44. 44.

    Park SJ, Kang HT, Nam CM, Park BJ, Linton JA, Lee YJ: Sex differences in the relationship between socioeconomic status and metabolic syndrome: the Korean national health and nutrition examination survey. Diabetes Res Clin Pract. 2012, 96: 400-406. 10.1016/j.diabres.2011.12.025.

  45. 45.

    Matthews KA, Raikkonen K, Gallo L, Kuller LH: Association between socioeconomic status and metabolic syndrome in women: testing the reserve capacity model. Health Psychol. 2008, 27: 576-583.

  46. 46.

    Santos AC, Ebrahim S, Barros H: Gender, socio-economic status and metabolic syndrome in middle-aged and old adults. BMC Public Health. 2008, 8: 62-10.1186/1471-2458-8-62.

  47. 47.

    Gulliford M: Commentary: epidemiological transition and socioeconomic inequalities in blood pressure in Jamaica. Int J Epidemiol. 2003, 32: 408-409. 10.1093/ije/dyg158.

  48. 48.

    Kaplan GA, Keil JE: Socioeconomic factors and cardiovascular disease: a review of the literature. Circulation. 1993, 88: 1973-1998. 10.1161/01.CIR.88.4.1973.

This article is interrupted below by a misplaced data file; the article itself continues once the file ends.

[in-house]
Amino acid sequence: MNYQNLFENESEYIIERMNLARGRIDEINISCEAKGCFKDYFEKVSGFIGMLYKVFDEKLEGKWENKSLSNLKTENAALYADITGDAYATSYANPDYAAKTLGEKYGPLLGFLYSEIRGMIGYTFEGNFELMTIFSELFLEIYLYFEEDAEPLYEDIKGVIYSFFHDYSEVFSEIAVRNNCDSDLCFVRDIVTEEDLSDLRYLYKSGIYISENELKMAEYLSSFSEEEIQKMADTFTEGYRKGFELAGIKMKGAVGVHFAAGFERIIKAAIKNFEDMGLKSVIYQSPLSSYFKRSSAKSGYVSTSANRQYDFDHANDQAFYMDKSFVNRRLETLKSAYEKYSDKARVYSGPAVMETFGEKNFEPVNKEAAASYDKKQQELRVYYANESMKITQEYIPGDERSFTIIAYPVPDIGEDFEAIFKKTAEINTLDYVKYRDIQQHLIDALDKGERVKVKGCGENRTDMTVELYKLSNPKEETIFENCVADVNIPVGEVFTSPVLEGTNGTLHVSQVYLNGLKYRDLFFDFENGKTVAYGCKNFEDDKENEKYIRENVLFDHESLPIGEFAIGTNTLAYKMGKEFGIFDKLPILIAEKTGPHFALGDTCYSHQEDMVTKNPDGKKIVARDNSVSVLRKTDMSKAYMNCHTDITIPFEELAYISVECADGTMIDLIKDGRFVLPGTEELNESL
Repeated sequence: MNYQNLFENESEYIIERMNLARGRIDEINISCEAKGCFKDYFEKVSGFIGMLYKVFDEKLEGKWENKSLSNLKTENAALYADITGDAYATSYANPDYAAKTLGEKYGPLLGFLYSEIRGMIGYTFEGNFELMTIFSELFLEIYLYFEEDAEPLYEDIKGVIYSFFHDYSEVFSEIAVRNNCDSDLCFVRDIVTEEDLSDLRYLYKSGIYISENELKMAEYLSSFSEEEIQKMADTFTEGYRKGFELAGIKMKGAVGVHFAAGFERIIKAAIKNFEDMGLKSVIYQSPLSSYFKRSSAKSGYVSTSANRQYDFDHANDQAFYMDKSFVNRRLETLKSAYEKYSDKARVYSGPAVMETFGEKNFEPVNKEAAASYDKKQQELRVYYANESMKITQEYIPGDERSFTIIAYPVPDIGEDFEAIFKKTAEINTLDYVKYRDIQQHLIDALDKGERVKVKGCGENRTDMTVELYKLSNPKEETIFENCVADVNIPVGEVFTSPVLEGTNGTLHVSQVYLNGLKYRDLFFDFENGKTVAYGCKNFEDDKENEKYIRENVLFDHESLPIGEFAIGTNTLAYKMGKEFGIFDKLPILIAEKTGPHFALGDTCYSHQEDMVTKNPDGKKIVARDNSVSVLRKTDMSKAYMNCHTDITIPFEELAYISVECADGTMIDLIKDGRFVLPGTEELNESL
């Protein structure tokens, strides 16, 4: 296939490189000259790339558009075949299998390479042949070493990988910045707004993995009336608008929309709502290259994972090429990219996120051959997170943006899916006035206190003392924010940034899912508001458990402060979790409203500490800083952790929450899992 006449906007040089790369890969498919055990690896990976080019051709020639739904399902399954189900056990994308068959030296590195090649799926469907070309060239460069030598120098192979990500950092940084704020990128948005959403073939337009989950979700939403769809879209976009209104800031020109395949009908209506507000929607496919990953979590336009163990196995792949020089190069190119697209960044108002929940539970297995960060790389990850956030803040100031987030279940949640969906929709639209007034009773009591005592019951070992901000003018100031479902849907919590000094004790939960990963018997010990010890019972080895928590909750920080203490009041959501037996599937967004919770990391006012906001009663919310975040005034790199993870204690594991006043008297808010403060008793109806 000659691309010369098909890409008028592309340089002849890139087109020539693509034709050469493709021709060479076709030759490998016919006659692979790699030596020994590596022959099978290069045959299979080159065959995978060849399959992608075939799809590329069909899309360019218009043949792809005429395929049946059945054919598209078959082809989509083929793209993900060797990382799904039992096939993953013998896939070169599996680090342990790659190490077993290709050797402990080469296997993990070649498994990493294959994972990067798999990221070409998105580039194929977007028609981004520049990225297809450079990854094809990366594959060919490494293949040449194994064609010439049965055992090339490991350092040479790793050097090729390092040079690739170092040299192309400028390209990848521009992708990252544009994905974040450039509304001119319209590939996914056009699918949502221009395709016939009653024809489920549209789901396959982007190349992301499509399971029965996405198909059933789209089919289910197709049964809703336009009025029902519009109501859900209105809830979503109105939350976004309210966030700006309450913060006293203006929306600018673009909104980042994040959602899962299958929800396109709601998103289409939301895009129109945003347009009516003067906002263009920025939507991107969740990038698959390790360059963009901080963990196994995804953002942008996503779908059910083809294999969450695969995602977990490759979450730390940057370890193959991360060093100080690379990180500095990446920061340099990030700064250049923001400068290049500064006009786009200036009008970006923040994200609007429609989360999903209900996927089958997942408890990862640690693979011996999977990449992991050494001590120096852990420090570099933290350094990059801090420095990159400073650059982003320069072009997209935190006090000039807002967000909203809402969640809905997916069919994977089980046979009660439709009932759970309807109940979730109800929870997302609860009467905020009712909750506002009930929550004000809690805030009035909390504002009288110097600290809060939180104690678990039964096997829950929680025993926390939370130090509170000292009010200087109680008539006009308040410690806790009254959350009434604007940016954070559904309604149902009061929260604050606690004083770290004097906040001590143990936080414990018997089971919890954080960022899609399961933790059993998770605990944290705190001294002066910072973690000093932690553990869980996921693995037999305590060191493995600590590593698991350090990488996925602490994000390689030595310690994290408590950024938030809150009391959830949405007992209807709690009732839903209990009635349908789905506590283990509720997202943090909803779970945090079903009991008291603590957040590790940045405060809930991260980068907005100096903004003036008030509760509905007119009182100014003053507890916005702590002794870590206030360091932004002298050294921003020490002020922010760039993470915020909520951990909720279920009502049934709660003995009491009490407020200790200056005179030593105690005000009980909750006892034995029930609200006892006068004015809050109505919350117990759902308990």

49. 49.

    Alokail M, Al-Attas O, Sabico S, Kumar S: Establishing abdominal height cut-offs and their association with conventional indices of obesity among Arab children and adolescents. Ann Saudi Med. 2010, 30: 209-214. 10.4103/0256-4947.62835.

  50. 50.

    Al-Hazzaa HM, Musaiger AO, Arab Teens Lifestyle Study Research Group: Physical activity patterns and eating habits of adolescents living in major Arab cities. the Arab teens lifestyle study. Saudi Med J. 2010, 31: 210-211.

  51. 51.

    Musaiger AO: Overweight and Obesity in the Arab Countries: the Need for Action. 2007, Bahrain: Arab Center for Nutrition

  52. 52.

    Garn SM: Family-line and socioeconomic factors in fatness and obesity. Nutr Rev. 1986, 44: 381-386.

  53. 53.

    Zhang Q, Wang Y: Socioeconomic inequality of obesity in the United States: do gender, age, and ethnicity matter?. Soc Sci Med. 2004, 58: 1171-1180. 10.1016/S0277-9536(03)00288-0.

  54. 54.

    Yang X, Tao Q, Sun F, Zhan S: The impact of socioeconomic status on the incidence of metabolic syndrome in a Taiwanese health screening population. Int J Public Health. 2012, 57: 551-559. 10.1007/s00038-012-0347-z.

  55. 55.

    Wardle J, Waller J, Jarvis MJ: Sex differences in the association of socioeconomic status with obesity. Am J Public Health. 2002, 92: 1299-1304. 10.2105/AJPH.92.8.1299.

  56. 56.